The Christian faith was first introduced into Japan in the sixteenth century by Jesuit and later by Franciscan missionaries. By the end of that century, there were probably about 300,000 baptized believers in Japan.
Unfortunately, this promising beginning met reverses, brought about by rivalries between different groups of missionaries and political intrigues by the Spanish and Portuguese governments, along with power politics among factions in the Japanese government itself. The result was a suppression of Christians.
The first victims were six Franciscan friars and twenty of their converts, who were executed at Nagasaki on 5 February 1597. (They were tied to crosses, the crosses were raised to an upright position, and they were then quickly stabbed to death by a soldier with a javelin.)
After a short interval of relative tolerance, many other Christians were arrested, imprisoned for life, or tortured and killed; and the Church was totally driven underground by 1630.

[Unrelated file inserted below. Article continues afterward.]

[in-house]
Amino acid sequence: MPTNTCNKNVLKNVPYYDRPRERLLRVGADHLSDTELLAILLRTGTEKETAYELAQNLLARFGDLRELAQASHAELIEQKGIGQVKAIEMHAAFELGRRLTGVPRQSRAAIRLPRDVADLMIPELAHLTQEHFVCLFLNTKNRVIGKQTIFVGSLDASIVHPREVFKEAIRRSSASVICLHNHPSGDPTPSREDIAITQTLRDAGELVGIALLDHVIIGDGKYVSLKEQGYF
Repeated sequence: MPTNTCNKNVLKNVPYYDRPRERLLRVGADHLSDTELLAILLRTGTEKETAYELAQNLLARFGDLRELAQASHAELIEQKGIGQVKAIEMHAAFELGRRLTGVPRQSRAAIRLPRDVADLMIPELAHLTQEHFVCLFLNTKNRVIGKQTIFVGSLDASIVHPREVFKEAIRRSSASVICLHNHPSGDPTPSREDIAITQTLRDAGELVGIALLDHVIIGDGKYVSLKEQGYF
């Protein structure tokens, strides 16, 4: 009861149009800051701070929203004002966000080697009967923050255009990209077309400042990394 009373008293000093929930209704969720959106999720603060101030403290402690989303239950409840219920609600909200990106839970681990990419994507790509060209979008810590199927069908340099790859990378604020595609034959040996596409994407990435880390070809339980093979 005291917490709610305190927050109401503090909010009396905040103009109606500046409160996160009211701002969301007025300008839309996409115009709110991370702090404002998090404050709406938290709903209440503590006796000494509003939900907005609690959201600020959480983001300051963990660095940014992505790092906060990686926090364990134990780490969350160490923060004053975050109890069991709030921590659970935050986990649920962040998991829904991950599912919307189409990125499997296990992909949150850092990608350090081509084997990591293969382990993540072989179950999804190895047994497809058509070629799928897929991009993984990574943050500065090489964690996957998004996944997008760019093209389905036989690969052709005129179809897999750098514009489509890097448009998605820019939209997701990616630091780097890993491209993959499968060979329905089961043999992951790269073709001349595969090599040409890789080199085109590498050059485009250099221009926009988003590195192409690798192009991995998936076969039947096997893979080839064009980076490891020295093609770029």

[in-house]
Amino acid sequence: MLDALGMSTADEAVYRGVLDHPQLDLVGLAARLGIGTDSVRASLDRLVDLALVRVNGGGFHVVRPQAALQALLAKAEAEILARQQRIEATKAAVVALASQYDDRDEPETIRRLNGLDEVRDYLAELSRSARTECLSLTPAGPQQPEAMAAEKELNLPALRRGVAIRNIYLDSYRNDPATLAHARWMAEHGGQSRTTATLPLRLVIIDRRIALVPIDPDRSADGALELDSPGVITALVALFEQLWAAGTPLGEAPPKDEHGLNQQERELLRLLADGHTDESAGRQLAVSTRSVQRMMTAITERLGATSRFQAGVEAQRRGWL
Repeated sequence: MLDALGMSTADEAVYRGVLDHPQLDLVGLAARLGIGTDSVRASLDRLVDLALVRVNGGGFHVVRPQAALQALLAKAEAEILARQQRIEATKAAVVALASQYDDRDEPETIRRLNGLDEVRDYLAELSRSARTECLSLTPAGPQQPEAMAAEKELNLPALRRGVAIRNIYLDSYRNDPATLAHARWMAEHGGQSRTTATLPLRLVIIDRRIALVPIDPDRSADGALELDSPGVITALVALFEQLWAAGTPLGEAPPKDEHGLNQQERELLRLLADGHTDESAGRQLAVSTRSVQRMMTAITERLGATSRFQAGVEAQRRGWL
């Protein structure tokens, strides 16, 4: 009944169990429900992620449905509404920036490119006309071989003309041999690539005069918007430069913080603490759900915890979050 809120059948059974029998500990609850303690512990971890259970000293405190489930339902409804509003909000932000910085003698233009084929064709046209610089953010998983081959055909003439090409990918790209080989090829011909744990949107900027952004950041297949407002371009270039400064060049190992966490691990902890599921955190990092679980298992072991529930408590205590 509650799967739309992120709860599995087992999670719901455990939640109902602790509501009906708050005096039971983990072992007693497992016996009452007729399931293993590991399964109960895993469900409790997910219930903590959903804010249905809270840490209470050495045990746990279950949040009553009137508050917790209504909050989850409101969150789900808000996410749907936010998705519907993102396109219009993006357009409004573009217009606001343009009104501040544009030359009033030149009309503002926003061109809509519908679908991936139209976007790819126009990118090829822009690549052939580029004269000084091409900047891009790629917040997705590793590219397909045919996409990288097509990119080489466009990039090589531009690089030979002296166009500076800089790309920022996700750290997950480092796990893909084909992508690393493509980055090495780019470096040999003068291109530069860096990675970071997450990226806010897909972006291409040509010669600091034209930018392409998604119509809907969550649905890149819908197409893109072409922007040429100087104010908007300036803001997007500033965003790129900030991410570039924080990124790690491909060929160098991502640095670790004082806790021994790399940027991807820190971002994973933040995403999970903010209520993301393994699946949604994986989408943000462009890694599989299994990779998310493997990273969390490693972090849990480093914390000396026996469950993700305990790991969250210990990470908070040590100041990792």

However, when Japan was re-opened to Western contacts 250 years later, it was found that a community of Japanese Christians had survived underground, without clergy, without Scriptures, with only very sketchy instructions in the doctrines of the faith, but with a firm commitment to Jesus as Lord. (I remind you that 250 years is a long time—250 years ago Americans were loyal subjects of King George II.)
written by James Kiefer
O God our Father, source of strength to all your saints, who Brought the holy
martyrs of Japan through the suffering of the cross to the joys of life eternal:
Grant that we, being encouraged by their example, may hold fast the faith we profess,
even to death itself; through Jesus Christ our Lord, who lives and reigns with
you and the Holy Spirit, one God, now and for ever. Amen.